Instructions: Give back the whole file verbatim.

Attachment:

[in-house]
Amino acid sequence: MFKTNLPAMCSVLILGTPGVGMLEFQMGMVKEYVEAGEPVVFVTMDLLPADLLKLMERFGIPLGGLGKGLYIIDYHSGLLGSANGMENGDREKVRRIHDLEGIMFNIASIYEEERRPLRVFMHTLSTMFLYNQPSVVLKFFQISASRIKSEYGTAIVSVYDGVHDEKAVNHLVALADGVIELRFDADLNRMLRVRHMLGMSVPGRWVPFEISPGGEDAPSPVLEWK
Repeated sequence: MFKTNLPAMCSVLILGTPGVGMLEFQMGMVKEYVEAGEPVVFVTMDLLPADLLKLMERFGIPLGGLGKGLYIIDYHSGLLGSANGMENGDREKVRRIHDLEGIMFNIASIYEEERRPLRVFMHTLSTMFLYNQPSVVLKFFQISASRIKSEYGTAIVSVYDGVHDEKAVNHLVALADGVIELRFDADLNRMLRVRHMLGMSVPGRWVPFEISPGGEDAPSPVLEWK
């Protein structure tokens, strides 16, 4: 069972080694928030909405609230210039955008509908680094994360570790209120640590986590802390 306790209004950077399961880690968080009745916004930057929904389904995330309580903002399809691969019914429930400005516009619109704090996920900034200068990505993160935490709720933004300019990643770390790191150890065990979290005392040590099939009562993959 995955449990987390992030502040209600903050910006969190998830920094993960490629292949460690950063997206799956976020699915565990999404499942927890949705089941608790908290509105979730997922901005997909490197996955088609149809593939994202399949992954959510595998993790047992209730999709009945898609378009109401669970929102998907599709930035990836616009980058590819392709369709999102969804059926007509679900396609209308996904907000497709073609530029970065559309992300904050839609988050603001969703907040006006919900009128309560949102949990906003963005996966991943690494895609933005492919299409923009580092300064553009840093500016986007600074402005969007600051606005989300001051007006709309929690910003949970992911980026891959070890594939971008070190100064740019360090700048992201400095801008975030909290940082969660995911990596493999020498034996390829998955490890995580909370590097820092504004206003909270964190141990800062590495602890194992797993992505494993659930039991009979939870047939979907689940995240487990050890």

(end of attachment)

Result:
[in-house]
Amino acid sequence: MFKTNLPAMCSVLILGTPGVGMLEFQMGMVKEYVEAGEPVVFVTMDLLPADLLKLMERFGIPLGGLGKGLYIIDYHSGLLGSANGMENGDREKVRRIHDLEGIMFNIASIYEEERRPLRVFMHTLSTMFLYNQPSVVLKFFQISASRIKSEYGTAIVSVYDGVHDEKAVNHLVALADGVIELRFDADLNRMLRVRHMLGMSVPGRWVPFEISPGGEDAPSPVLEWK
Repeated sequence: MFKTNLPAMCSVLILGTPGVGMLEFQMGMVKEYVEAGEPVVFVTMDLLPADLLKLMERFGIPLGGLGKGLYIIDYHSGLLGSANGMENGDREKVRRIHDLEGIMFNIASIYEEERRPLRVFMHTLSTMFLYNQPSVVLKFFQISASRIKSEYGTAIVSVYDGVHDEKAVNHLVALADGVIELRFDADLNRMLRVRHMLGMSVPGRWVPFEISPGGEDAPSPVLEWK
């Protein structure tokens, strides 16, 4: 069972080694928030909405609230210039955008509908680094994360570790209120640590986590802390 306790209004950077399961880690968080009745916004930057929904389904995330309580903002399809691969019914429930400005516009619109704090996920900034200068990505993160935490709720933004300019990643770390790191150890065990979290005392040590099939009562993959 995955449990987390992030502040209600903050910006969190998830920094993960490629292949460690950063997206799956976020699915565990999404499942927890949705089941608790908290509105979730997922901005997909490197996955088609149809593939994202399949992954959510595998993790047992209730999709009945898609378009109401669970929102998907599709930035990836616009980058590819392709369709999102969804059926007509679900396609209308996904907000497709073609530029970065559309992300904050839609988050603001969703907040006006919900009128309560949102949990906003963005996966991943690494895609933005492919299409923009580092300064553009840093500016986007600074402005969007600051606005989300001051007006709309929690910003949970992911980026891959070890594939971008070190100064740019360090700048992201400095801008975030909290940082969660995911990596493999020498034996390829998955490890995580909370590097820092504004206003909270964190141990800062590495602890194992797993992505494993659930039991009979939870047939979907689940995240487990050890």